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Welcome to The Frozen Path
Post pictures of your Dry Ice and Liquid Nitrogen sessions, pots, rig and result if you like.
If there is something you are wondering about this kind of cooling. Feel free to ask, and we'll do our best to help you out!
Members of the Frozen Path.
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Mega_option101 Team Captian of Overclock.net OC Team
CL3P20 - Pics #1 #2 #3 #4 #5
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New members are welcome.
As liquid nitrogen evaporates at -196 Â°C, far below the freezing point of water, it is valuable as an extreme coolant for short overclocking sessions.
In a typical installation of liquid nitrogen cooling, a copper or aluminum pipe is mounted on top of the processor or graphics card. After being heavily insulated against condensation, the liquid nitrogen is poured into the pipe, resulting in temperatures well below -100Â°C.
By welding an open pipe onto a heat sink, and insulating the pipe, it is possible to cool the processor either with liquid nitrogen, which has a temperature below −196Â°C, or dry ice. However, after the nitrogen evaporates, it has to be refilled. In the realm of personal computers, this method of cooling is seldom used in contexts other than overclocking trial-runs and record-setting attempts, as the CPU will usually expire within a relatively short period of time due to temperature stress caused by changes in internal temperature
Dry ice is the solid form of carbon dioxide (chemical formula: CO2), comprising two oxygen atoms bonded to a single carbon atom. It is colourless, odourless, non-flammable, and slightly acidic
CO2 changes from a solid to a gas at −78.5 Â°C (−109.3 Â°F) with no intervening liquid form, through a process called sublimation. The opposite process is called deposition, where dry ice changes from the gas to solid phase.
The density of dry ice varies, but usually ranges between about 1.4 and 1.6 g/cm3 (87-100 lb/ft3). The low temperature and direct sublimation to a gas makes dry ice an effective coolant, since it is colder than water or ice and leaves no moisture as it changes state.
Dry ice is non-polar, with a dipole moment of zero, so attractive intermolecular van der Waals forces operate The composition results in low thermal and electrical conductivity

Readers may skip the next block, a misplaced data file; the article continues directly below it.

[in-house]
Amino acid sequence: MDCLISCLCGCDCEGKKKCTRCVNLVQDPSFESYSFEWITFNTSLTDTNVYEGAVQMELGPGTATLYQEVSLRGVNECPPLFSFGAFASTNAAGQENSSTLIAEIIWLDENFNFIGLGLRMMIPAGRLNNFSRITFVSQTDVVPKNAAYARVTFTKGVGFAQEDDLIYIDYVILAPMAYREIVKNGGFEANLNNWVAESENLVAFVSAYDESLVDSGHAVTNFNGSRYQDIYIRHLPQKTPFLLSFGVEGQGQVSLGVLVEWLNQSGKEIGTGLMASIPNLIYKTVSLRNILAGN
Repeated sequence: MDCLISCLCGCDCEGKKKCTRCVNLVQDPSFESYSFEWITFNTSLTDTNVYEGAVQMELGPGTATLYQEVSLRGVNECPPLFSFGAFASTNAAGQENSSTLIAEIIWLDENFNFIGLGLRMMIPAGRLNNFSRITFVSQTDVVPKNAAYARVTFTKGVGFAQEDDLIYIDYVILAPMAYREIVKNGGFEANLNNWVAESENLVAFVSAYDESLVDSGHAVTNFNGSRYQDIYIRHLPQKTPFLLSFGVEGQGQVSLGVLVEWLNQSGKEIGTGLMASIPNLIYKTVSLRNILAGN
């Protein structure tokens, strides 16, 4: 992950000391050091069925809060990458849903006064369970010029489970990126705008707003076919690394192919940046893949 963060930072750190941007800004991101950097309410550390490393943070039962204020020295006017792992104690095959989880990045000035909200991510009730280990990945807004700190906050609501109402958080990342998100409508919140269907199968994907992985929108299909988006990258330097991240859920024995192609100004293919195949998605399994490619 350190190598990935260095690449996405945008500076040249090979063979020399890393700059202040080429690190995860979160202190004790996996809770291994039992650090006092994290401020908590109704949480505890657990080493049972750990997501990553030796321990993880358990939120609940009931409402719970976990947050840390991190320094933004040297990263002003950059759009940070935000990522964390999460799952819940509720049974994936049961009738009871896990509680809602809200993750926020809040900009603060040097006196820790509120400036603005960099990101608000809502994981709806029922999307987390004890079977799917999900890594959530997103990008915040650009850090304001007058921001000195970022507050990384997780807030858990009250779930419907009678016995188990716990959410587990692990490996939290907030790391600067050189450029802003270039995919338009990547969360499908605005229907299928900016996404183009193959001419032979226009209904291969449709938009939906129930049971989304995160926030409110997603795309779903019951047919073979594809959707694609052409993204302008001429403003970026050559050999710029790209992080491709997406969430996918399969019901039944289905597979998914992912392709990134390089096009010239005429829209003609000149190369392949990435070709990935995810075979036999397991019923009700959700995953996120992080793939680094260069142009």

Facts from wikipedia.org
An overclocker pouring Ln2 into his pots.
Cooling units; Pots.
1st Picture: North bridge Cooling unit from Kingpin Cooling.
2nd Picture: GPU Unit for cooling of the graphic cards GPU.
3rd Picture: CPU unit for cooling your processor.
Where can I buy a Dry Ice/Liquid Nitrogen pot?
This type of cooling are not very mainstream it's just the most hardcore enthusiasts who use it.
So you won't probably find a DICE/LN2 pot in a Store.(I know Koolance made a few)
Most pots are custom and are made by members of computer forums.
Only site I know of that you can buy right from is: Kingpincooling
Hardware Insulation Check post #2
Why sub-zero cooling like Dry Ice and Liquid Nitrogen?
Most people that have overclocked for a while just want colder and colder temps. They probably started with air, water and then moved from that to DICE/LN2.
With this kind of cooling you can increase MHz way above factory settings maybe by a 100% overclock + depends on what chip you use.
So with this kind of cooling you can run your computer for a short period at very high speed for benchmarking.
And remember all overclocking is at your own risk. You void warranty by overclocking your system and you can get fatal errors and even destroy your components. But this is a risk you have to take, if you want to overclock.
Where to get Dry Ice and Liquid Nitrogen?
At most places you have shops that sells propane and other types of gas. These stores often have Liquid Nitrogen and Dry Ice. Check out your home place for info about it.
But for using Liquid Nitrogen you'll need a Dewar. These can sometimes be rented at a gas store or you'll need to buy one which can be kind of expensive.
Here is a picture of Dewar's in different shapes and size.
For dry ice you'll only need a container/Box that is pretty air tight. Places where they sell DICE often offers you boxes for your dry ice.
Or you could actually use one of these:
The colder you can keep the Dry Ice the better it is. In a bag like that you'll loose around 20% by each night of your dry ice.